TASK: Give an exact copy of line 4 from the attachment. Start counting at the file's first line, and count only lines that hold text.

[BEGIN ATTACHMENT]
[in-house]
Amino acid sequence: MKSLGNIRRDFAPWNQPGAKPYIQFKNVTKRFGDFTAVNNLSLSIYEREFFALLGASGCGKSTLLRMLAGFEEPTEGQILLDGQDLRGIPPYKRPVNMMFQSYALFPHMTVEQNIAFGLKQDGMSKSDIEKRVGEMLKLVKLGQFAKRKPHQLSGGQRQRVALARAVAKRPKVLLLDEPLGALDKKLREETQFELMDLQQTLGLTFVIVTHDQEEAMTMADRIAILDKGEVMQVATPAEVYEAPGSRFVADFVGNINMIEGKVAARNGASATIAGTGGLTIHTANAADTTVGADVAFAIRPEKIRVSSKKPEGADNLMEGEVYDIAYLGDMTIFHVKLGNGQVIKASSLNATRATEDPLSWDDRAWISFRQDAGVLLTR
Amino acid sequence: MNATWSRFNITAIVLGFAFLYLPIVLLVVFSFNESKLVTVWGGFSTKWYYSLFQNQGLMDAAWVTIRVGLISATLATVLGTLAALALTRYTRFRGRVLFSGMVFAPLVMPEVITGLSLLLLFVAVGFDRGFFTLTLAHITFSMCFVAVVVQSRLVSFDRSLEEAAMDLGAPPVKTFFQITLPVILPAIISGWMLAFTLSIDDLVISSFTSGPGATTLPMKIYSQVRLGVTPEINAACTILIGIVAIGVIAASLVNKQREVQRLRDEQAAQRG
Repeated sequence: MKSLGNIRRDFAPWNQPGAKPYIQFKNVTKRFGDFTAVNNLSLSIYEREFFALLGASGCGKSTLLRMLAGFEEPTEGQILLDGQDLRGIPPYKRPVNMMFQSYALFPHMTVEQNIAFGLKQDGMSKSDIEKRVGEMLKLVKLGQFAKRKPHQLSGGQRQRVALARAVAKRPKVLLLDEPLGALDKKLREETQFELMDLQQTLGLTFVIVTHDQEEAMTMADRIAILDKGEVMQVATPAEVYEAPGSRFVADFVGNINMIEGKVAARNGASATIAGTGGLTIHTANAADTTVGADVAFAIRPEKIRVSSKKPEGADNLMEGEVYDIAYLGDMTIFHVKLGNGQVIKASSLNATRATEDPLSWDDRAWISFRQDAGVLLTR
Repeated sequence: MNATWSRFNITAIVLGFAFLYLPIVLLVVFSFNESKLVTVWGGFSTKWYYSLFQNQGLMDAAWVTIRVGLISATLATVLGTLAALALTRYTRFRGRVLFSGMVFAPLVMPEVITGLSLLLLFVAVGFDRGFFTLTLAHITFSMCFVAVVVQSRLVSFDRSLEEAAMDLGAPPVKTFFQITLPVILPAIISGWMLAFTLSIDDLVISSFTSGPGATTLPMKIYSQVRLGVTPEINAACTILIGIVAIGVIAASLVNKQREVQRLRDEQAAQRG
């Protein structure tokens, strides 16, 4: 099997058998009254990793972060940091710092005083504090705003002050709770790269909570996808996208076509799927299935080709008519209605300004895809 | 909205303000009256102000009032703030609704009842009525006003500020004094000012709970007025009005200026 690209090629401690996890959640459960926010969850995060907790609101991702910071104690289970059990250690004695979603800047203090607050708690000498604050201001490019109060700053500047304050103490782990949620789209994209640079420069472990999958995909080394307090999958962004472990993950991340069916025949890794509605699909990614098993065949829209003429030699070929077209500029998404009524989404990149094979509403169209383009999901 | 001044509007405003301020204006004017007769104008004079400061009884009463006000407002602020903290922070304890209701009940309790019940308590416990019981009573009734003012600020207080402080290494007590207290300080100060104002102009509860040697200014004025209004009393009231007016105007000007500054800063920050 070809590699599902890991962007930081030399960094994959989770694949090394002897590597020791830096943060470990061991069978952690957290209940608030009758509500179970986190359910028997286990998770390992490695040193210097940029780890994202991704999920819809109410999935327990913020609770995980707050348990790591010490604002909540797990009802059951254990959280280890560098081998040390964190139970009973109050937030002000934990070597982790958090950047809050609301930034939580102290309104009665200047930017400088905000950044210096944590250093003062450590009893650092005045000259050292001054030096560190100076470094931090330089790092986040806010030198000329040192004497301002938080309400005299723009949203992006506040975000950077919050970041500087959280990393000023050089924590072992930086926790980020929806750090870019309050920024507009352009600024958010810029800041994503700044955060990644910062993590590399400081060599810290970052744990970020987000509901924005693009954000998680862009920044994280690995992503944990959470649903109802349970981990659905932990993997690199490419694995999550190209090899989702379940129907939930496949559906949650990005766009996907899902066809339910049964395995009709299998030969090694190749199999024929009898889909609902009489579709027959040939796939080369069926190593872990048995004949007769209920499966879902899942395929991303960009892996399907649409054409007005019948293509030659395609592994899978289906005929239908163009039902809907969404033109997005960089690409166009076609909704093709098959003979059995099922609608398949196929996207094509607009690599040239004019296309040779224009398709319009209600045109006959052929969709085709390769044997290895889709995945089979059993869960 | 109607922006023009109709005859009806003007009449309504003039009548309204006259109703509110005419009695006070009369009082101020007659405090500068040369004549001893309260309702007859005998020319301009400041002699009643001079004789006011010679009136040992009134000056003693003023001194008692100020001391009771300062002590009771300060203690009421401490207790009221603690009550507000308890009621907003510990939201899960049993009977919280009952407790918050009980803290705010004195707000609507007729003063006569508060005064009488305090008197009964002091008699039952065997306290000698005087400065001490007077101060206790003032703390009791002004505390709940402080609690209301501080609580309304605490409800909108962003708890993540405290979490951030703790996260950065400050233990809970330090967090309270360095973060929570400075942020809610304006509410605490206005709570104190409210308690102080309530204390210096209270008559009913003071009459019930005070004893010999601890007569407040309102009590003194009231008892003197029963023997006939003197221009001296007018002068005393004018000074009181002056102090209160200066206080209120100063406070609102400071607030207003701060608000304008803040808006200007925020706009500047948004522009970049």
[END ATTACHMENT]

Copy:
Repeated sequence: MKSLGNIRRDFAPWNQPGAKPYIQFKNVTKRFGDFTAVNNLSLSIYEREFFALLGASGCGKSTLLRMLAGFEEPTEGQILLDGQDLRGIPPYKRPVNMMFQSYALFPHMTVEQNIAFGLKQDGMSKSDIEKRVGEMLKLVKLGQFAKRKPHQLSGGQRQRVALARAVAKRPKVLLLDEPLGALDKKLREETQFELMDLQQTLGLTFVIVTHDQEEAMTMADRIAILDKGEVMQVATPAEVYEAPGSRFVADFVGNINMIEGKVAARNGASATIAGTGGLTIHTANAADTTVGADVAFAIRPEKIRVSSKKPEGADNLMEGEVYDIAYLGDMTIFHVKLGNGQVIKASSLNATRATEDPLSWDDRAWISFRQDAGVLLTR